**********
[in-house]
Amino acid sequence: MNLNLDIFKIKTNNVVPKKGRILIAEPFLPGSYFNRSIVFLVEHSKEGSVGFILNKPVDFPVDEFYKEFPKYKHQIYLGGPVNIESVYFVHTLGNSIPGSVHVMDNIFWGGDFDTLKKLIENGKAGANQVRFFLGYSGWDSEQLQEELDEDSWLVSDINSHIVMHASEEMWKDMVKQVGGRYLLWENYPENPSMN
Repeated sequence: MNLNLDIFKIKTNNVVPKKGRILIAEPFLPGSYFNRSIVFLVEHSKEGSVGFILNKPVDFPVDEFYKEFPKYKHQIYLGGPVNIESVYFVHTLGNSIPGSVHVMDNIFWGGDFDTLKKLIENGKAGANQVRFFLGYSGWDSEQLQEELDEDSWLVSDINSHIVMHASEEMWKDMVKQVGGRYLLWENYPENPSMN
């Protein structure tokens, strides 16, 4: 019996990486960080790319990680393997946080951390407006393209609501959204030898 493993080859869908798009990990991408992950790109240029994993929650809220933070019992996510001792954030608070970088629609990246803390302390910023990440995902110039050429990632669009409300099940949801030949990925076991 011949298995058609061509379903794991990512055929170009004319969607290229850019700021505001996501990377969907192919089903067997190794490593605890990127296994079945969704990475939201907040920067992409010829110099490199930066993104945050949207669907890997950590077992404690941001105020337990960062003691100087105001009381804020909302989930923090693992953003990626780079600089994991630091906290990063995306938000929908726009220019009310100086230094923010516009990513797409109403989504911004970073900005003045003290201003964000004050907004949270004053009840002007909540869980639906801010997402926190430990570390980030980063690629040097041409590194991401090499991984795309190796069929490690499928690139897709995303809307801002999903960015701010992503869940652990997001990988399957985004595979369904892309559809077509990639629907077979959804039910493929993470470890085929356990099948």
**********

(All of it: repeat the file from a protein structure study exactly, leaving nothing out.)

[in-house]
Amino acid sequence: MNLNLDIFKIKTNNVVPKKGRILIAEPFLPGSYFNRSIVFLVEHSKEGSVGFILNKPVDFPVDEFYKEFPKYKHQIYLGGPVNIESVYFVHTLGNSIPGSVHVMDNIFWGGDFDTLKKLIENGKAGANQVRFFLGYSGWDSEQLQEELDEDSWLVSDINSHIVMHASEEMWKDMVKQVGGRYLLWENYPENPSMN
Repeated sequence: MNLNLDIFKIKTNNVVPKKGRILIAEPFLPGSYFNRSIVFLVEHSKEGSVGFILNKPVDFPVDEFYKEFPKYKHQIYLGGPVNIESVYFVHTLGNSIPGSVHVMDNIFWGGDFDTLKKLIENGKAGANQVRFFLGYSGWDSEQLQEELDEDSWLVSDINSHIVMHASEEMWKDMVKQVGGRYLLWENYPENPSMN
């Protein structure tokens, strides 16, 4: 019996990486960080790319990680393997946080951390407006393209609501959204030898 493993080859869908798009990990991408992950790109240029994993929650809220933070019992996510001792954030608070970088629609990246803390302390910023990440995902110039050429990632669009409300099940949801030949990925076991 011949298995058609061509379903794991990512055929170009004319969607290229850019700021505001996501990377969907192919089903067997190794490593605890990127296994079945969704990475939201907040920067992409010829110099490199930066993104945050949207669907890997950590077992404690941001105020337990960062003691100087105001009381804020909302989930923090693992953003990626780079600089994991630091906290990063995306938000929908726009220019009310100086230094923010516009990513797409109403989504911004970073900005003045003290201003964000004050907004949270004053009840002007909540869980639906801010997402926190430990570390980030980063690629040097041409590194991401090499991984795309190796069929490690499928690139897709995303809307801002999903960015701010992503869940652990997001990988399957985004595979369904892309559809077509990639629907077979959804039910493929993470470890085929356990099948």